Peru’s Banana Landscape
The Peruvian government instituted land redistribution during the 1960’s and the 1980’s which encouraged thousands of small scale land owners. Peru’s hot arid climate is ideal for organic banana production and in the late 90’s, the government began promoting organic farming in Northern Peru. During the first few years of organic production, there was weak communication between the farmers. Multinationals like Dole stepped in and took control of organization and exporting. Each farmer, with less than 1 hectare of land (about 2.5 acres), did not have the volume or power to negotiate a fair price with the multinational banana companies. Multinationals controlled the market until the farmers discovered the fair trade cooperative model. Through this structure, farmers were able to unite and take control by forming cooperative businesses that allowed them to successfully own, coordinate, market and export fruit to the international market.
In 2011, Dole controlled 30 percent of the market. Due to the hard work and courage of co-ops like CEPIBO over the past 10 years, Peru has quickly emerged as the leading source of small farmer, fair trade organic bananas. Equal Exchange is proud to bring these bananas that are truly changing trade directly to the U.S. consumer.
The Central Association of Small Producers of Organic Bananas (CEBIBO) pursued a different cooperative structure. CEPIBO was formed by small scale banana farmers located across northern Peru. CEPIBO was developed as a non-profit cooperative to provide access to the international market by representing, coordinating and marketing banana exportation for 12 grower associations. In 2008, CEPIBO successfully exported its first container of Fair Trade certified and Organic bananas. Equal Exchange/Oké USA became their first USA partner in mid-2010.
Today, CEPIBO consists of 7 different farmer associations with a total of 800 families operating 900 hectares of land across northern Peru. All land is owned by the farmers themselves who are paid above the minimum Fair Trade price per box. In addition to owning their own land, farmers now also own the cooperative and all decision making is done democratically allowing each farmer to have representation. The transition has prompted production improvements including the building of three new packing stations greatly increasing efficiency and capacity. CEPIBO continues to use their fair price and premium to improve operations, communities, and livelihoods for their members and the members’ families.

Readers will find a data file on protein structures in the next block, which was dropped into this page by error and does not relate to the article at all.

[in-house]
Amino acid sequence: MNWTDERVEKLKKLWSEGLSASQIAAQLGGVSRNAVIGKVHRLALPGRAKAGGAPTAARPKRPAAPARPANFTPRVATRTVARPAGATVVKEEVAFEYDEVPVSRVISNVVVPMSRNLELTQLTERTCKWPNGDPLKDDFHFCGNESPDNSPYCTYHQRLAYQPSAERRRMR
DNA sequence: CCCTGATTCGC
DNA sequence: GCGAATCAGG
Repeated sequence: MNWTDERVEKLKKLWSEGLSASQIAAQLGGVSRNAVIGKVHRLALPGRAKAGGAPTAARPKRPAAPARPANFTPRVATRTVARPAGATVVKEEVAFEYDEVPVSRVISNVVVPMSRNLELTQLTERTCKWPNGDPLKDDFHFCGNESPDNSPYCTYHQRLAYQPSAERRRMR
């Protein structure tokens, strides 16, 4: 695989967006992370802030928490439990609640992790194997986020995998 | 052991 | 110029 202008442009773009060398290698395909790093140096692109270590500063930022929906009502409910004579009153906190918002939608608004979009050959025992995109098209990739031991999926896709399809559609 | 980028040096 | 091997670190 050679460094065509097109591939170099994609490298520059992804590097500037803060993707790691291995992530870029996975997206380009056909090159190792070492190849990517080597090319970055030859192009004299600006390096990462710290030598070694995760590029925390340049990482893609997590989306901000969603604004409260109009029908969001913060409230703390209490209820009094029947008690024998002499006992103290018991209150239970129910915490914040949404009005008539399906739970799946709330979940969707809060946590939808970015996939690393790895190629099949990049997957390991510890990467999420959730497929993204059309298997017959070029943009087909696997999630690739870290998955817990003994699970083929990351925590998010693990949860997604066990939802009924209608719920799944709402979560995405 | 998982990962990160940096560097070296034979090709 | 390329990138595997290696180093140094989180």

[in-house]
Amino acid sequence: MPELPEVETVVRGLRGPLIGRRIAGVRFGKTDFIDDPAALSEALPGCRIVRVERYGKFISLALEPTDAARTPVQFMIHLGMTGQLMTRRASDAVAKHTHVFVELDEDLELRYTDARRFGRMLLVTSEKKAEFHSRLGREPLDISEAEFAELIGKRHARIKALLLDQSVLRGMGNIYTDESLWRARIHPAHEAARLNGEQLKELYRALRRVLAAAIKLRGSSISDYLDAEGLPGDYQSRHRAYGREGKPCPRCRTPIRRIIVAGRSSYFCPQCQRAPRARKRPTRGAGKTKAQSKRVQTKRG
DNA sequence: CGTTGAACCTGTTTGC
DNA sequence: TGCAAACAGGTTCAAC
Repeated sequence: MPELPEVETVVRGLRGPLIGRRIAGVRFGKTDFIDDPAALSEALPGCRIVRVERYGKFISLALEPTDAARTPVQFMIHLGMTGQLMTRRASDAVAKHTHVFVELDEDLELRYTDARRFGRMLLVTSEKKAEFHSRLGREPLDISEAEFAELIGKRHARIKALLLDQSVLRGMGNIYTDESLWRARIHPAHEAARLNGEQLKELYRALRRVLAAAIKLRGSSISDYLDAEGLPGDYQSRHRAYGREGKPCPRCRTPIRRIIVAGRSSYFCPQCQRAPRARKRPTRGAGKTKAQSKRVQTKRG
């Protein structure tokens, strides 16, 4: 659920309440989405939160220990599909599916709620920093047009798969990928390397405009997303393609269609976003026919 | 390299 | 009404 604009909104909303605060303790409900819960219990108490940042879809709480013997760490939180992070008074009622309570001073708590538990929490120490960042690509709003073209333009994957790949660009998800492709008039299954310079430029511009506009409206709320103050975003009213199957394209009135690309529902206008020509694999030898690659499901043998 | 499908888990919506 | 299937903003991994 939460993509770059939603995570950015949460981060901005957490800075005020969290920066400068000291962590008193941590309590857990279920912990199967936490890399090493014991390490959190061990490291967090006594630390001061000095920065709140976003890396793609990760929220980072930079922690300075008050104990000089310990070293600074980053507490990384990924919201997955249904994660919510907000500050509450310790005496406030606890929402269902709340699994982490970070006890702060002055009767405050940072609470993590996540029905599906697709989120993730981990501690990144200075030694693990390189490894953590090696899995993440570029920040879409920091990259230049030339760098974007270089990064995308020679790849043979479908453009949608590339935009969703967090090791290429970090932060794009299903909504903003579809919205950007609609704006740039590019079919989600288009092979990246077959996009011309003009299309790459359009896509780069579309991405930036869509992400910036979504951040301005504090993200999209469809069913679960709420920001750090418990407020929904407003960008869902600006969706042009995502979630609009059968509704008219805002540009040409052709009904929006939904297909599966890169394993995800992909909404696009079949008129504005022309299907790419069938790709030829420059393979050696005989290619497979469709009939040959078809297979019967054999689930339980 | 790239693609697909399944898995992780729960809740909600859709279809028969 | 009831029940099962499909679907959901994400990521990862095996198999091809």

Meet El Guabo
The story of El Guabo, one of Equal Exchange’s farmer partners, is a success story in grassroots organizing. In 1998, 14 small-scale banana farmers in southwest Ecuador decided to take the tremendous risk of sending one container (about 38,400 lbs) of bananas to Europe with the hope of selling it directly to a supermarket. By cutting out the middleman, they took the power back into their own hands. With the sale of this first container, the El Guabo Association of Small Banana Producers was born. The entrepreneurs transformed themselves from individual, marginalized growers into a democratically run organization with access to the international market.
Today, El Guabo is a farmer-run co-operative with 350 small-scale banana farmers. Each farmer is committed to improving quality of life for themselves and their communities. In addition to earning a fair price for their bananas, the co-op receives an additional $1 per case (approx. 40 lbs of bananas) as a Fair Trade social premium. El Guabo’s members voted to spend the premium on education, health care, retirement, environmental projects and infrastructure improvements. Additionally, El Guabo is giving back to the local and global community by sharing their highly successful cooperative model with other producer groups in Ecuador and throughout the world.
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